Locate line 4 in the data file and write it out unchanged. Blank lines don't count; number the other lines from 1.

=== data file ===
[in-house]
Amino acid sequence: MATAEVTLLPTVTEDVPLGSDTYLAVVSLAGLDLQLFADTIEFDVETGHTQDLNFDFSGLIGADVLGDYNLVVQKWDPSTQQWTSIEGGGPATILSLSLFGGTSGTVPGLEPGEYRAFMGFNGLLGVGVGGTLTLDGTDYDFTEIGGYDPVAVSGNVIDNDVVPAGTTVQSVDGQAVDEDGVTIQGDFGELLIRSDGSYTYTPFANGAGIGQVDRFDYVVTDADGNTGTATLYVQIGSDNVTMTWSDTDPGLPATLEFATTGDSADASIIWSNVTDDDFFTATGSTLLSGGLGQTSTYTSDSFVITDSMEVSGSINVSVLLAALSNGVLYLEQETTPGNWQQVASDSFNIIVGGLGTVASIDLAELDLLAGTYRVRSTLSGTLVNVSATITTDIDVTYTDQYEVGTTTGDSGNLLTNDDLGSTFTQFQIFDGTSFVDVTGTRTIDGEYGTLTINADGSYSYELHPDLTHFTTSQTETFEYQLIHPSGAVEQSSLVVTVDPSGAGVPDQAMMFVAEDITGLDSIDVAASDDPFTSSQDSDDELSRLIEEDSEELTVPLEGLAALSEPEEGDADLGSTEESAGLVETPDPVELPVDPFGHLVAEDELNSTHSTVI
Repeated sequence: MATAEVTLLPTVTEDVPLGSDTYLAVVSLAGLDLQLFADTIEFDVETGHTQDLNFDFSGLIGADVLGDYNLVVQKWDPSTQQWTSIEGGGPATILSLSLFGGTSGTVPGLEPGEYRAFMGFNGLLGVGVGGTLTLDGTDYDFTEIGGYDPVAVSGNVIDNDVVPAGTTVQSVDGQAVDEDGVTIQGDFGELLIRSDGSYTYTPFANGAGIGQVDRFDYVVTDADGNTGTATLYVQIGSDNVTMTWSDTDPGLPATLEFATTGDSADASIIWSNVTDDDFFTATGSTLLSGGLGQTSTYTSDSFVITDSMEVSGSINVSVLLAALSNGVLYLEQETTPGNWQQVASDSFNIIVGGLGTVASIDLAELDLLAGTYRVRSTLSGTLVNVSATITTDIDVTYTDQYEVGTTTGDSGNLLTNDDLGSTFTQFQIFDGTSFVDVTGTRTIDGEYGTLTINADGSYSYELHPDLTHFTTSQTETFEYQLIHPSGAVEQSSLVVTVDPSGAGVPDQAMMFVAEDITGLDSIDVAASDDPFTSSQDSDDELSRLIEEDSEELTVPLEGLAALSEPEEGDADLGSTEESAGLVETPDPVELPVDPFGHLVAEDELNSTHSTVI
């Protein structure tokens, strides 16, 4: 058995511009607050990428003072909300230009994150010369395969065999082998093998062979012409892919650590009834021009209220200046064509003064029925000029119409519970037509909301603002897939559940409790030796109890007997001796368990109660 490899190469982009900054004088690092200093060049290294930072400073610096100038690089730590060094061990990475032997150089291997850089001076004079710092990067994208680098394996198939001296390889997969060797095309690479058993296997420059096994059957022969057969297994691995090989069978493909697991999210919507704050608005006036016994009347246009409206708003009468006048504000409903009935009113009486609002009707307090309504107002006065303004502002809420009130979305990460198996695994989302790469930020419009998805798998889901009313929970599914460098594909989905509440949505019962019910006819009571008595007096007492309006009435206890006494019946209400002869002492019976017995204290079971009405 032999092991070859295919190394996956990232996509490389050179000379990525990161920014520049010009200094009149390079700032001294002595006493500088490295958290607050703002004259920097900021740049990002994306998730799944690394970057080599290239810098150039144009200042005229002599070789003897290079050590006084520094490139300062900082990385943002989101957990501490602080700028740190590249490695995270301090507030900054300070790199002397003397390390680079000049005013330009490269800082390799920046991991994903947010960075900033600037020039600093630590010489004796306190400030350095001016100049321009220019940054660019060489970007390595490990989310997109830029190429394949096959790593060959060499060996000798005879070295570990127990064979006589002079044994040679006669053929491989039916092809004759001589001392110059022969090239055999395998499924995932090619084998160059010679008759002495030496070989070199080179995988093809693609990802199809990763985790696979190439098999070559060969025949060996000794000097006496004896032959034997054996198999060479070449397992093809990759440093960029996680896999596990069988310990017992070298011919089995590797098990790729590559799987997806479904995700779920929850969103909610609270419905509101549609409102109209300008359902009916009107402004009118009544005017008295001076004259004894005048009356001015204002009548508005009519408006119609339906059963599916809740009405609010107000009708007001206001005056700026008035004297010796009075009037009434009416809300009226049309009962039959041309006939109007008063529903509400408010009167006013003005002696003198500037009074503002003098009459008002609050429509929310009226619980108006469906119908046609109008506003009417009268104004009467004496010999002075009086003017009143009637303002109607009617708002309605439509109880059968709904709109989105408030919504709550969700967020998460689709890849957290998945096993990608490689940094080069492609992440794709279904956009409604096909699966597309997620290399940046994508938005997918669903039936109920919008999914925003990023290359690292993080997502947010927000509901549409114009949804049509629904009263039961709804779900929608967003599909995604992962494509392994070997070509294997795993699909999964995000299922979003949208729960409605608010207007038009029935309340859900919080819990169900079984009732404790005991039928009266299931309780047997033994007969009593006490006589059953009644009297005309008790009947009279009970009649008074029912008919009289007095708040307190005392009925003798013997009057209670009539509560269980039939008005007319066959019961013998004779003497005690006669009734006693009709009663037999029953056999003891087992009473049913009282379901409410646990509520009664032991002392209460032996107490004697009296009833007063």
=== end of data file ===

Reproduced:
């Protein structure tokens, strides 16, 4: 058995511009607050990428003072909300230009994150010369395969065999082998093998062979012409892919650590009834021009209220200046064509003064029925000029119409519970037509909301603002897939559940409790030796109890007997001796368990109660 490899190469982009900054004088690092200093060049290294930072400073610096100038690089730590060094061990990475032997150089291997850089001076004079710092990067994208680098394996198939001296390889997969060797095309690479058993296997420059096994059957022969057969297994691995090989069978493909697991999210919507704050608005006036016994009347246009409206708003009468006048504000409903009935009113009486609002009707307090309504107002006065303004502002809420009130979305990460198996695994989302790469930020419009998805798998889901009313929970599914460098594909989905509440949505019962019910006819009571008595007096007492309006009435206890006494019946209400002869002492019976017995204290079971009405 032999092991070859295919190394996956990232996509490389050179000379990525990161920014520049010009200094009149390079700032001294002595006493500088490295958290607050703002004259920097900021740049990002994306998730799944690394970057080599290239810098150039144009200042005229002599070789003897290079050590006084520094490139300062900082990385943002989101957990501490602080700028740190590249490695995270301090507030900054300070790199002397003397390390680079000049005013330009490269800082390799920046991991994903947010960075900033600037020039600093630590010489004796306190400030350095001016100049321009220019940054660019060489970007390595490990989310997109830029190429394949096959790593060959060499060996000798005879070295570990127990064979006589002079044994040679006669053929491989039916092809004759001589001392110059022969090239055999395998499924995932090619084998160059010679008759002495030496070989070199080179995988093809693609990802199809990763985790696979190439098999070559060969025949060996000794000097006496004896032959034997054996198999060479070449397992093809990759440093960029996680896999596990069988310990017992070298011919089995590797098990790729590559799987997806479904995700779920929850969103909610609270419905509101549609409102109209300008359902009916009107402004009118009544005017008295001076004259004894005048009356001015204002009548508005009519408006119609339906059963599916809740009405609010107000009708007001206001005056700026008035004297010796009075009037009434009416809300009226049309009962039959041309006939109007008063529903509400408010009167006013003005002696003198500037009074503002003098009459008002609050429509929310009226619980108006469906119908046609109008506003009417009268104004009467004496010999002075009086003017009143009637303002109607009617708002309605439509109880059968709904709109989105408030919504709550969700967020998460689709890849957290998945096993990608490689940094080069492609992440794709279904956009409604096909699966597309997620290399940046994508938005997918669903039936109920919008999914925003990023290359690292993080997502947010927000509901549409114009949804049509629904009263039961709804779900929608967003599909995604992962494509392994070997070509294997795993699909999964995000299922979003949208729960409605608010207007038009029935309340859900919080819990169900079984009732404790005991039928009266299931309780047997033994007969009593006490006589059953009644009297005309008790009947009279009970009649008074029912008919009289007095708040307190005392009925003798013997009057209670009539509560269980039939008005007319066959019961013998004779003497005690006669009734006693009709009663037999029953056999003891087992009473049913009282379901409410646990509520009664032991002392209460032996107490004697009296009833007063």